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William Johnson

William Johnson

William Johnson arrived in the Colonies from Ireland to manage land in the Mohawk River valley near present-day Amsterdam, land granted to his uncle, Admiral Sir Peter Warren of the British Navy, in 1737.
Superintendent of Indian Affairs

William Johnson respected and worked with the American Indians to cultivate friendship and cooperation. Appointed Superintendent of Indian Affairs, he was tasked "...to treat & confer with them as often and upon such matters as he judges necessary for His Majesty's Service." He was adopted into the Mohawk tribe and given the name Warraghiyagey, which is translated as "A man who undertakes great things."

Commissioned a Major General in the British Army, William Johnson led an expedition against the French Fort St. Frederic (Crown Point) and decisively defeated French forces sent to intercept them at Lake George in 1755. He was awarded a baronetcy (one of only two colonials to be so honored) by King eorge II in recognition of this victory.
A man who undertakes great things.

Johnson Creek was named for Sir William Johnson when he camped near here on July 5th, 1759 with British troops commanded by Brigadier General John Prideaux. This was the final stop for the British army before landing at Four Mile Creek and beginning the seige of French Fort Niagara. Johnson was a man of many talents and one of the most important figures of the French and Indian War.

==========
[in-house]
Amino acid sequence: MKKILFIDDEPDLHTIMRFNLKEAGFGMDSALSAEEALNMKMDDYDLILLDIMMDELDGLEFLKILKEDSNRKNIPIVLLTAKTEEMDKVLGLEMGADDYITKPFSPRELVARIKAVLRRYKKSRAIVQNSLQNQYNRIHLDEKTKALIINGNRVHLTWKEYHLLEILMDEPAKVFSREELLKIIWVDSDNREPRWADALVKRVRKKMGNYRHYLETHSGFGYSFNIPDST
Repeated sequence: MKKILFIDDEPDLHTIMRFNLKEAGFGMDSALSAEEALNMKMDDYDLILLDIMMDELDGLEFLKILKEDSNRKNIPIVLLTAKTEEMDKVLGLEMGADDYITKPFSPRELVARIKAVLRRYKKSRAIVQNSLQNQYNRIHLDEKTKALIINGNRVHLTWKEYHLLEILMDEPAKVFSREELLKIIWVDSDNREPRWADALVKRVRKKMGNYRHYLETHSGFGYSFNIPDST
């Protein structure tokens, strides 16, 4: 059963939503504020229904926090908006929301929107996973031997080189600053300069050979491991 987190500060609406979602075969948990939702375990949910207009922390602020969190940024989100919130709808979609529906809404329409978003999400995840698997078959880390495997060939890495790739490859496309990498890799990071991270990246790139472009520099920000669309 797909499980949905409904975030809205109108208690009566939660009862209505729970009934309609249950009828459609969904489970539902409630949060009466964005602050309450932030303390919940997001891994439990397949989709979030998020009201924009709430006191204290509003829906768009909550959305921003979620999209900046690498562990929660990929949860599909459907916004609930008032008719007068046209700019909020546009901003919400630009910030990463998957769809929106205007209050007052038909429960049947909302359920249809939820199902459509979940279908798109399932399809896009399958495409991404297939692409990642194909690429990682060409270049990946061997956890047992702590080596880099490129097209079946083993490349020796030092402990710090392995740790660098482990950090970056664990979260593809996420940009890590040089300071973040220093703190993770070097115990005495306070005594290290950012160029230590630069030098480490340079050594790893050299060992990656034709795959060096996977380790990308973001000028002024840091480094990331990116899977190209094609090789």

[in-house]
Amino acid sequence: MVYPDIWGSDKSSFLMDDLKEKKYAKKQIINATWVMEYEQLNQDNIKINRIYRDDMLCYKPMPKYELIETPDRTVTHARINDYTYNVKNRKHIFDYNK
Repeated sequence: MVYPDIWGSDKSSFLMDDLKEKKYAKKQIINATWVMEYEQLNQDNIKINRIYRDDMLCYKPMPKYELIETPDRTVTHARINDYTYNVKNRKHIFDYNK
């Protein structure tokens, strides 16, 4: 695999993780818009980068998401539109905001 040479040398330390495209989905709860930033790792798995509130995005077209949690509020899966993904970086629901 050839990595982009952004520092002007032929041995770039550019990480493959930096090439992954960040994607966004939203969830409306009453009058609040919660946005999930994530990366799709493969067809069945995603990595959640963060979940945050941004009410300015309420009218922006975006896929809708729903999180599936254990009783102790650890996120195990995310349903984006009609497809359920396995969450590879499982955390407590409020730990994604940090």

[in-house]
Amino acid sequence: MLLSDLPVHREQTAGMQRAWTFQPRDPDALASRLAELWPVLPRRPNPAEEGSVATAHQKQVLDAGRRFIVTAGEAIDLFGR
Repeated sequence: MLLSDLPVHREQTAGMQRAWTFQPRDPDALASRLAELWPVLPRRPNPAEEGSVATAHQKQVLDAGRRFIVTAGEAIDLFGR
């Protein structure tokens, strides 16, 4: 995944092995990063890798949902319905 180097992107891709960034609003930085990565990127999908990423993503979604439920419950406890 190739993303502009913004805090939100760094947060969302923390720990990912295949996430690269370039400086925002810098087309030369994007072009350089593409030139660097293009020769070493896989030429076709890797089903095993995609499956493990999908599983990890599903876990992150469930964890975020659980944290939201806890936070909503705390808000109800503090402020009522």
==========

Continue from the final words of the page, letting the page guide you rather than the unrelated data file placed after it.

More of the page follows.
This scene of Fort Johnson, a fortified house along the Mohawk River, was the home and headquarters of Johnson during the French & Indian War. He later moved to his final home, Johnson Hall, in 1763. Both homes are preserved to this day.

When Brigadier General John Prideaux was killed during the seige, Johnson assumed command, even though not technically the next in command, and forced the French to surrender. This victory broke the French army's supply chain, contributing to the end of the war.

Born in Ireland, Johnson died at Johnson Hall, Johnstown, New York from a seizure after a two hour council in the hot sun with American Indians. Johnson is buried outside St. John's Episcopal Church, in Johnstown, New York.

Website: https://www.hmdb.org/m.asp?m=90173

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William Johnson

Sources
Posted By: Ray Gurganus

  1. Website:Historical Marker Database;

Updated: 8-4-2020